2. This particular Motorola model is freezing some times while trying to operate it, for up to 1 minute. For example, you press a button and the action takes place 10 seconds to 1 minute later! If you manage to turn it off and turn it on a few hours later (or unplug it), it seems to fix the slowness. This problem happens 1-2 times per week, very annoying.
Other than that, I don’t mind this DVR box, it’s not bad.
I got the Comcast DVR for my neices when they moved in for the year because I didn’t want my Tivo to be filled with SpongBob. What a piece of crap (the Comcast DVR)! It stopped working after 3 days. I turned it in for a new one that never worked, turned it in for a new one that worked (a relative term) for almost a month, and then then the last one. It only works semi-reliably if you don’t try to record two shows a the same time. If the cable companies were forced to share thier lines like the phone companies have to share thiers, then we’d see a rapid improvement in services. The Tivo isn’t perfect, but when
You people are heathens. The Comcast DVR is the perfect piece of equipment. Now that I’ve come to realize it has my best interests at heart I’ve finally found nirvana. When I first got it, sure I was a little irritated that there were always these weirdly spaced delays if you tried to use the menu and features but that’s just Commie’s, (I call my Comcast DVR commie), way of getting me to slow down and relax a bit.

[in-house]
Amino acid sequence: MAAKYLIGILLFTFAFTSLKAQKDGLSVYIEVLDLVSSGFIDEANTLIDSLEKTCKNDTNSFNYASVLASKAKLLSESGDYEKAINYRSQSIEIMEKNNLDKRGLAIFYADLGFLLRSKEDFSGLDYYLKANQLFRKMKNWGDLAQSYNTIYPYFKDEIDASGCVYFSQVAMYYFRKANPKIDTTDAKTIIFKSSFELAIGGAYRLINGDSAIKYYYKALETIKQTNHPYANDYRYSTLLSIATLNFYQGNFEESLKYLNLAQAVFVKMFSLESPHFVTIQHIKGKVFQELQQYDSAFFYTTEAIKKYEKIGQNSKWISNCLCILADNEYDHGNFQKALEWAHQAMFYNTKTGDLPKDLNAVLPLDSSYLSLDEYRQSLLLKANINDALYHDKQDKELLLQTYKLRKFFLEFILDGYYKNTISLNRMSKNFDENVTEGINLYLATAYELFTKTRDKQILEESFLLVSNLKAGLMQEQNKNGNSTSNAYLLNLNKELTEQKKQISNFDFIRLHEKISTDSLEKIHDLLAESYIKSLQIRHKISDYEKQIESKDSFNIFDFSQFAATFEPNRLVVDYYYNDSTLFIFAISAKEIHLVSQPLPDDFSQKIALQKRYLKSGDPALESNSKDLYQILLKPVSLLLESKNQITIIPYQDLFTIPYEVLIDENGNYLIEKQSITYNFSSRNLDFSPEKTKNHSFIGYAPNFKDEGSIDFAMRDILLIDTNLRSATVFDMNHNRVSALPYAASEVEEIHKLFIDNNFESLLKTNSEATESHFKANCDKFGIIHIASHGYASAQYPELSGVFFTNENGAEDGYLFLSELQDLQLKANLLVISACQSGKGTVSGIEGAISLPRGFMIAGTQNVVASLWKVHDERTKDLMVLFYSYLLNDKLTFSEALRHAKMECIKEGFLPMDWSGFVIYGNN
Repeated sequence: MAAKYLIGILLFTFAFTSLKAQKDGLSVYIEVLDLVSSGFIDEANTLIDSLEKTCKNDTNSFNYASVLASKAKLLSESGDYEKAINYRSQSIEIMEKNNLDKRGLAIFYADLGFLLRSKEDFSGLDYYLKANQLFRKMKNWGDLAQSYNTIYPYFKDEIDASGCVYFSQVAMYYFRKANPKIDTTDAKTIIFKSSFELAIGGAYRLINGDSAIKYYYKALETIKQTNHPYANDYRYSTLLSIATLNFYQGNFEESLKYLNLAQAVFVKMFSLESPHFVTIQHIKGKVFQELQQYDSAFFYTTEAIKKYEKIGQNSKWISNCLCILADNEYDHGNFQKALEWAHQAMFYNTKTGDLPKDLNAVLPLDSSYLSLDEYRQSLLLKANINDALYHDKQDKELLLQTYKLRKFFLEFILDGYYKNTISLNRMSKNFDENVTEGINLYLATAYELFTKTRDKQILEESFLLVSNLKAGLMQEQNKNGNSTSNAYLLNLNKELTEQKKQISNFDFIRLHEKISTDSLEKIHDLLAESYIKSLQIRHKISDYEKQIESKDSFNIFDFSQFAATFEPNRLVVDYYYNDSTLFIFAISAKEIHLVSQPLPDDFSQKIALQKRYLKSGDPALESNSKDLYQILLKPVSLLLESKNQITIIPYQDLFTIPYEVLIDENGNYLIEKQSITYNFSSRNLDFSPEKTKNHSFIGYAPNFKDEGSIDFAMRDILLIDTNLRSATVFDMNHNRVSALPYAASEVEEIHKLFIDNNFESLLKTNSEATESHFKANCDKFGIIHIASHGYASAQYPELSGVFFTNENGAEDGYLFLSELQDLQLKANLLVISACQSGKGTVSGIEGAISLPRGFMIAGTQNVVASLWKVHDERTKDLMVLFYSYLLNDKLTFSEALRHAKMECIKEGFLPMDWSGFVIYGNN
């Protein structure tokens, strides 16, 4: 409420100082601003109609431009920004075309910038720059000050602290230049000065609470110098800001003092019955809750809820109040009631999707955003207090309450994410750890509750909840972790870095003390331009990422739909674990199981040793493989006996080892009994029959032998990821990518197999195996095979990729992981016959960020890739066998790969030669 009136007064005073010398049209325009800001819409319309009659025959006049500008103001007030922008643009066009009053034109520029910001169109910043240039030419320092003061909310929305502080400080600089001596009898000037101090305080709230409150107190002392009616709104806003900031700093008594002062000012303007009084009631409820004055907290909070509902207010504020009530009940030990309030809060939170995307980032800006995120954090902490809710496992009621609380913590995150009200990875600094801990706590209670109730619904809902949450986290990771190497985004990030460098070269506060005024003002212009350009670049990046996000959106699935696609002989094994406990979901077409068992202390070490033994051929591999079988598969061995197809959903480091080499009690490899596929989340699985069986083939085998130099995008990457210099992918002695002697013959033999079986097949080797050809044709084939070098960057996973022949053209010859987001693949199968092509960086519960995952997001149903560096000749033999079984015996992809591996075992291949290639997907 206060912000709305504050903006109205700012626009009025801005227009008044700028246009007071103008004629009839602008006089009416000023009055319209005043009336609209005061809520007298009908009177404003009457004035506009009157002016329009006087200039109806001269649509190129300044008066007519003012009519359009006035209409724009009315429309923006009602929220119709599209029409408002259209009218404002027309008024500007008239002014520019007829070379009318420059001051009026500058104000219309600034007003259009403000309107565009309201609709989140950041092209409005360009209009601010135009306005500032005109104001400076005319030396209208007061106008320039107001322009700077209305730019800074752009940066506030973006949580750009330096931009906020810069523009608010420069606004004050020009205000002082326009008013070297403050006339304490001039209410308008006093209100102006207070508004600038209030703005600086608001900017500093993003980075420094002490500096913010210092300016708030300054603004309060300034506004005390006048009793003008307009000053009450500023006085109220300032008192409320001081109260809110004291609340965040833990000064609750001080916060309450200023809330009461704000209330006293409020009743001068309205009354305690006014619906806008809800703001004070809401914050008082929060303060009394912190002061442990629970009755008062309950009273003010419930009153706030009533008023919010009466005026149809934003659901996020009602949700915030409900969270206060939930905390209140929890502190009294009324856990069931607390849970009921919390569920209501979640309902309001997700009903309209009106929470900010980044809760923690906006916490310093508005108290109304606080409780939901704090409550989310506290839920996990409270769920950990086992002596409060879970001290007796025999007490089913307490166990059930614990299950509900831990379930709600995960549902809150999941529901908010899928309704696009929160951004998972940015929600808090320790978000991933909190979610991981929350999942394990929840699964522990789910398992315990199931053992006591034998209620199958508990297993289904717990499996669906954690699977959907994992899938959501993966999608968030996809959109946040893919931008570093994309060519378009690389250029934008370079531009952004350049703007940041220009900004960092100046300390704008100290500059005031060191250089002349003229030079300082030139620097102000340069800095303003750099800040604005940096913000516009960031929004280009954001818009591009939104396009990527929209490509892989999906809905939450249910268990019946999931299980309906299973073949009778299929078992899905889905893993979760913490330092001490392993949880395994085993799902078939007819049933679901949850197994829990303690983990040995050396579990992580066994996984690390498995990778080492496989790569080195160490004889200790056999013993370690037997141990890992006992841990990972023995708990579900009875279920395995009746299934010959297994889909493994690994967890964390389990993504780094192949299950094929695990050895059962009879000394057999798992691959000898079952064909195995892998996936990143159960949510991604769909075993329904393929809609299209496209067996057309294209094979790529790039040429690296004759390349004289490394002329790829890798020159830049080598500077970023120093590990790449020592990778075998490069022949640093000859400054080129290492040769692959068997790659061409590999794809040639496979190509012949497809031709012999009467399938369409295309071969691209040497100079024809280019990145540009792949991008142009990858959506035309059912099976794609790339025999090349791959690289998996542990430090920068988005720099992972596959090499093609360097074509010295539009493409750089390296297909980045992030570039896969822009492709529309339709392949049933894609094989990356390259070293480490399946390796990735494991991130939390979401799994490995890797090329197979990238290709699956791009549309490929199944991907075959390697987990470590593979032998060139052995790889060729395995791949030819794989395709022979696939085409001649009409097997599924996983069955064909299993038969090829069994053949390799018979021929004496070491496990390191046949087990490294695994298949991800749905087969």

Now, if there’s more than a 30 second delay I know it’s just Commie’s way of telling me to get up and stretch. Maybe water the plants or pet the dog. Sometimes when I get ready to watch Lost, I discover that it’s only recoded the first five minutes of the show. That’s just Commies way of saying this episode isn’t a winner, maybe I’d be better off talking to my wife and asking her about her day.
We tried to set it up record every episode of The Sopranos but it never recorded a single episode. I figure, Commie knows best, it was probably too violent and filled with profanity. After a power outage all the episodes of Deadwood and Nip/Tuck went missing as well. I hear you loud and clear Commie! When there’s a power surge or outage and all the recording’s are gone that’s just Commie letting us know it’s like starting with a clean slate. Like kids with a new toy, we take the opportunity to just channel surf blindly, ready to discover new shows like, Three Wishes, The Ghost Whisperer and Dancing with the Stars, gosh I love that one. Commie really knows how to keep life fresh!